Building Digital Muscle: India Needs a World Class Chip Manufacturing Ecosystem
By TV Mohandas Pai & Nisha Holla
In the 21st century, every nation must protect its sovereign digital territory as rigorously as its physical territory. During the border dispute with China in 2020, India became aware of the uncomfortable reality that Chinese apps like TikTok dominated 60% of its digital territory. The vast datasets generated by Indian users on these apps provided an easy way for a foreign, undemocratic power to dominate precious digital territory. To protect the sovereign rights of Indian citizens, the government has cautiously decided to ban nearly 200 Chinese applications and to regulate the flow of Chinese investment capital into Indian start-ups and venture capital funds.
India was already a prodigious producer of applications. The ban has led to a new explosion of native apps like Mitron TV, Chingari and Koo, an alternative to Twitter. These apps are rapidly on-boarding millions of new users, responding to Indian digital demands, and giving impetus to the government’s Atmanirbharta policy. Open competition has led to the development and expansion of exceptional applications. Unlike many countries which are mere app consumers, India stands out as both a producer and a massive consumer. It is also a pioneer of large-scale cross-platform digital utilities like India Stack. As a result, India is one of the world’s three digital powers, along with the United States and China.
The accelerating trend of the Indian digital ecosystem, along with new communication architectures such as 5G and 6G and frameworks of highly connected IoT devices, is accumulating massive demand for electronics in India. The central component of all these devices is the silicon chip. As India rapidly integrates large parts of people’s lives into the digital world, a new phenomenon becomes apparent: the impending shortage of silicon chips in the world. With the uncompromising need for self-reliance, India must find a way to ensure a constant supply of electronics and advanced devices to citizens without depending on foreign actors like China. It is an integral part of protecting India’s digital territory.
Since the dawn of electronics in the 20th century, India has been a major importer. Inadequate policies and investment decisions over the past forty years have destroyed the electronics manufacturing industry. Imports of electronics currently stand at $ 40 billion and are expected to soon reach $ 200 billion, even surpassing oil imports. It is an economic and strategic handicap. India is a huge market for electronics and appliances; it makes absolutely no sense to remain dependent on imports.
The NDA government recognized this handicap early on and launched the Production Incentive Program (PLI) with incentives based on production and value added. This plan paid dividends. India is now the second largest mobile phone maker in the world, with more than $ 250 million, while actively exporting for $ 5-6 billion, which is expected to increase. These incentives have led to the establishment of electronic component industries across the country. Big multinationals like Samsung from South Korea and Xiaomi from China are now setting up factories in India.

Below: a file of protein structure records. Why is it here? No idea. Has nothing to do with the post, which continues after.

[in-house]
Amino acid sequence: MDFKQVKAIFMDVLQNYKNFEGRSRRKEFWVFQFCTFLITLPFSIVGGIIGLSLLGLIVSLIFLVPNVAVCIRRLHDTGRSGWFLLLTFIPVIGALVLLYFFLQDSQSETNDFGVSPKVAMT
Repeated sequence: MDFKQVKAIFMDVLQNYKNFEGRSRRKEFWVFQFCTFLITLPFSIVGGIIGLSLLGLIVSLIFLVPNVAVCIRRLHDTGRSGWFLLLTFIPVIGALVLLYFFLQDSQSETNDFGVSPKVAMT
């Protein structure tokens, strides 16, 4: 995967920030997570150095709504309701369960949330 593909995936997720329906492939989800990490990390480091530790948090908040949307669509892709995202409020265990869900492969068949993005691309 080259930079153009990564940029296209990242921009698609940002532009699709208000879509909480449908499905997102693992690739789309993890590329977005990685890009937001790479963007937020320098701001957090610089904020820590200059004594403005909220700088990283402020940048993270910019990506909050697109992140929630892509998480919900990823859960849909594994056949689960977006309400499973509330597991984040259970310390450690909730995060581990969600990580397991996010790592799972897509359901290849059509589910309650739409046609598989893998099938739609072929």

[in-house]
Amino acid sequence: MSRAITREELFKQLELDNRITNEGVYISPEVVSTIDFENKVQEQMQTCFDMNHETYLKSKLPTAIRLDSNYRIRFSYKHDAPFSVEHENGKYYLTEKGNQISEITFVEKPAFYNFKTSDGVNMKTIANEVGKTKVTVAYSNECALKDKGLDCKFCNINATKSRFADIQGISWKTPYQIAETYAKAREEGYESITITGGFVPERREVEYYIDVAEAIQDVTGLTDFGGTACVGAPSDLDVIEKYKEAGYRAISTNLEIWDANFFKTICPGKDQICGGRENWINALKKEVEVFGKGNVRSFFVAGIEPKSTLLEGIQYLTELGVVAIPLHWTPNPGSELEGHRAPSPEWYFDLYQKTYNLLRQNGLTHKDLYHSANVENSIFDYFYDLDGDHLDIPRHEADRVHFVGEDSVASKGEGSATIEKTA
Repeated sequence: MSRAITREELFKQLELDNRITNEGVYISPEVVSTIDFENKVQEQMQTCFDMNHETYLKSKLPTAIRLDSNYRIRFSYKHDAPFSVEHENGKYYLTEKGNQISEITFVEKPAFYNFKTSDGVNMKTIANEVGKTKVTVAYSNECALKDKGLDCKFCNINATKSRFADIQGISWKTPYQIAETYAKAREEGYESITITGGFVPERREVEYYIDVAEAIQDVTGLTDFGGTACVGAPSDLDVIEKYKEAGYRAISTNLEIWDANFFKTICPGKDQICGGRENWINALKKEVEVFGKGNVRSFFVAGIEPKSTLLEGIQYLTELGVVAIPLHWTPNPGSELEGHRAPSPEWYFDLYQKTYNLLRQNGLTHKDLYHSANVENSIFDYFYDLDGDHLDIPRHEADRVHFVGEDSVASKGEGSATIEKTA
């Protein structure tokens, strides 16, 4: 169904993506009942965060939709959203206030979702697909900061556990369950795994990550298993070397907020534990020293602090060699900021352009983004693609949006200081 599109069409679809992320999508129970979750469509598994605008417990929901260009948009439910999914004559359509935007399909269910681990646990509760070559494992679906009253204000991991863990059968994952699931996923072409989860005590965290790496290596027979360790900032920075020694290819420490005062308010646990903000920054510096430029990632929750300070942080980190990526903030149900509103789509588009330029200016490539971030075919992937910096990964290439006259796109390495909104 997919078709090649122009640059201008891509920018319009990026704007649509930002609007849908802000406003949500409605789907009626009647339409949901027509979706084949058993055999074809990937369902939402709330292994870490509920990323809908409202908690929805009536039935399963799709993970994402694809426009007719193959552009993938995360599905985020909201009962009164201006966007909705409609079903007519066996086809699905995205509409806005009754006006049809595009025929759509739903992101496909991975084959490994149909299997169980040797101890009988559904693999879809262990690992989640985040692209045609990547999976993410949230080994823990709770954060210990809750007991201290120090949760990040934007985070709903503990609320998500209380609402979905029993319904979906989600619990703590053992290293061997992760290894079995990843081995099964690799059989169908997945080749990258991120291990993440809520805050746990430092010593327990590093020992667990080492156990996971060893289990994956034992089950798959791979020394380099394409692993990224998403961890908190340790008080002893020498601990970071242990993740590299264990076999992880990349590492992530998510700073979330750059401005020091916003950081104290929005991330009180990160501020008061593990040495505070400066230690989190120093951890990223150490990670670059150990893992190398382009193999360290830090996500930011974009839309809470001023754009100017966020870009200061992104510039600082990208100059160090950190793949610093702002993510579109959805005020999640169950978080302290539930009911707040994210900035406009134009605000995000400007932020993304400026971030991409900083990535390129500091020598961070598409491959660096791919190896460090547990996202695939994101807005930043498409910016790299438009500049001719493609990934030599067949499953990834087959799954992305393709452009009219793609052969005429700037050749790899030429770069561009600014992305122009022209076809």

The success of the PLI program demonstrates the value of good governance in advancing India’s digital ecosystem. The next step towards digital self-reliance is chip manufacturing. Although India lacks a chip manufacturing ecosystem, it is full of human capital. The country has one of the highest concentrations of chip designers and testers in the world, around 250,000. They are mainly concentrated in Bengaluru, where there are more than 300 chip design and test companies, many of which are multinational R&D centers. This unique abundance of human capital must be converted into a competitive advantage for the country.
Creating a world-class chip manufacturing ecosystem from the current state takes a big step forward. This requires significant indigenous investments and physical infrastructure to supplement the abundance of human capital. And strategic international partnerships.
Neither Japan nor the United States has any notable chip manufacturing yet. On the other hand, China has realized that high-end chip manufacturing is its Achilles heel; $ 50 billion in state-sponsored grants spur ecosystem development to fill this gap. The only company opposing China’s end-to-end domination of the electronics industry is the Taiwan Semiconductor Manufacturing Company (TSMC). TSMC is at the forefront of chip manufacturing. It is in India’s interest to invite the best in the world to jointly build a world-class chip manufacturing ecosystem.
India demands that its most prominent companies and business leaders, like Reliance, Tatas and Azim Premji, take the lead. Suppose they invest $ 5 billion in setting up large-scale joint venture chip manufacturing plants with, say, TSMC. This will create the perfect foundation for having a world class chip manufacturing ecosystem in India. The advantage for TSMC is to enter a growing market far from its original base in Taiwan.
Undoubtedly, India must support the establishment of several generations of chip manufacturing factories and the intentional development of a total ecosystem. Governance and government incentives are as crucial to the success of this business as private capital. It is satisfying to note that the government has finally realized that incentive programs based on production and exports, and driven by transparency, are essential for nurturing industries and advancing manufacturing capabilities. Now he must expand the success of the PLI program to create a cutting edge chip manufacturing ecosystem that will serve as a strategic moat for Indian electronics.
Pai is President, Aarin Capital, and Holla is Technology Fellow, C-CAMP